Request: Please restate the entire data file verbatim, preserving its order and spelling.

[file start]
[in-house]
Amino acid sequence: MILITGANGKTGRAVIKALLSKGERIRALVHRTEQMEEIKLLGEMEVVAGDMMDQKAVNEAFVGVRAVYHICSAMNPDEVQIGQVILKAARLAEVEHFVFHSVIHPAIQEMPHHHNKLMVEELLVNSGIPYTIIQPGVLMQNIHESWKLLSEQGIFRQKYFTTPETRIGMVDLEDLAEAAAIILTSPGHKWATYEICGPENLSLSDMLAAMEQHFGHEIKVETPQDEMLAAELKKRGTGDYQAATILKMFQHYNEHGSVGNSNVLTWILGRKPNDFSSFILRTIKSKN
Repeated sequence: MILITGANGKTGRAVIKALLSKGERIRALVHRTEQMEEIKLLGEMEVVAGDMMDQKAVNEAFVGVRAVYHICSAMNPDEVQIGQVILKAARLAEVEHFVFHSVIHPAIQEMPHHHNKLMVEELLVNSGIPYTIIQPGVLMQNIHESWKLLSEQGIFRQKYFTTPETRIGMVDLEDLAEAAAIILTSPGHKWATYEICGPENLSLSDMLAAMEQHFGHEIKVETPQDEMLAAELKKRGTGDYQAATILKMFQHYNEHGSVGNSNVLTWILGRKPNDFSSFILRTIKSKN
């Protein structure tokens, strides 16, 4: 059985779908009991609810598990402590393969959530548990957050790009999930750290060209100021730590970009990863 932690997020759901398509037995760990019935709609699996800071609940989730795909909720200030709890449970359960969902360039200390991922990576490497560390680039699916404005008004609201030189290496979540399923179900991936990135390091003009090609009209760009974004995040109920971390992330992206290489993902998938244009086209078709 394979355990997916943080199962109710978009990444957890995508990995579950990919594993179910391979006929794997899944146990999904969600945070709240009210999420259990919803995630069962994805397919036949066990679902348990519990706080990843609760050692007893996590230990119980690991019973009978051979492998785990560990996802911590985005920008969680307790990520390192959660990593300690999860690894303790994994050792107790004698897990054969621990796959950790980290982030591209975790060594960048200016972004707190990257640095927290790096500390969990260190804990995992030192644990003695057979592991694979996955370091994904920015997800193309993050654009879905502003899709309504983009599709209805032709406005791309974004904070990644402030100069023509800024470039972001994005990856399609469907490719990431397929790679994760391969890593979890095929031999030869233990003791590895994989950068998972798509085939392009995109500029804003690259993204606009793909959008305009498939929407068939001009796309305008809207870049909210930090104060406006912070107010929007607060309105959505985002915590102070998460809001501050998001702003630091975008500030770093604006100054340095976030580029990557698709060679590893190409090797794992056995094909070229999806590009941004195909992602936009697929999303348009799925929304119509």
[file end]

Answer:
[in-house]
Amino acid sequence: MILITGANGKTGRAVIKALLSKGERIRALVHRTEQMEEIKLLGEMEVVAGDMMDQKAVNEAFVGVRAVYHICSAMNPDEVQIGQVILKAARLAEVEHFVFHSVIHPAIQEMPHHHNKLMVEELLVNSGIPYTIIQPGVLMQNIHESWKLLSEQGIFRQKYFTTPETRIGMVDLEDLAEAAAIILTSPGHKWATYEICGPENLSLSDMLAAMEQHFGHEIKVETPQDEMLAAELKKRGTGDYQAATILKMFQHYNEHGSVGNSNVLTWILGRKPNDFSSFILRTIKSKN
Repeated sequence: MILITGANGKTGRAVIKALLSKGERIRALVHRTEQMEEIKLLGEMEVVAGDMMDQKAVNEAFVGVRAVYHICSAMNPDEVQIGQVILKAARLAEVEHFVFHSVIHPAIQEMPHHHNKLMVEELLVNSGIPYTIIQPGVLMQNIHESWKLLSEQGIFRQKYFTTPETRIGMVDLEDLAEAAAIILTSPGHKWATYEICGPENLSLSDMLAAMEQHFGHEIKVETPQDEMLAAELKKRGTGDYQAATILKMFQHYNEHGSVGNSNVLTWILGRKPNDFSSFILRTIKSKN
């Protein structure tokens, strides 16, 4: 059985779908009991609810598990402590393969959530548990957050790009999930750290060209100021730590970009990863 932690997020759901398509037995760990019935709609699996800071609940989730795909909720200030709890449970359960969902360039200390991922990576490497560390680039699916404005008004609201030189290496979540399923179900991936990135390091003009090609009209760009974004995040109920971390992330992206290489993902998938244009086209078709 394979355990997916943080199962109710978009990444957890995508990995579950990919594993179910391979006929794997899944146990999904969600945070709240009210999420259990919803995630069962994805397919036949066990679902348990519990706080990843609760050692007893996590230990119980690991019973009978051979492998785990560990996802911590985005920008969680307790990520390192959660990593300690999860690894303790994994050792107790004698897990054969621990796959950790980290982030591209975790060594960048200016972004707190990257640095927290790096500390969990260190804990995992030192644990003695057979592991694979996955370091994904920015997800193309993050654009879905502003899709309504983009599709209805032709406005791309974004904070990644402030100069023509800024470039972001994005990856399609469907490719990431397929790679994760391969890593979890095929031999030869233990003791590895994989950068998972798509085939392009995109500029804003690259993204606009793909959008305009498939929407068939001009796309305008809207870049909210930090104060406006912070107010929007607060309105959505985002915590102070998460809001501050998001702003630091975008500030770093604006100054340095976030580029990557698709060679590893190409090797794992056995094909070229999806590009941004195909992602936009697929999303348009799925929304119509």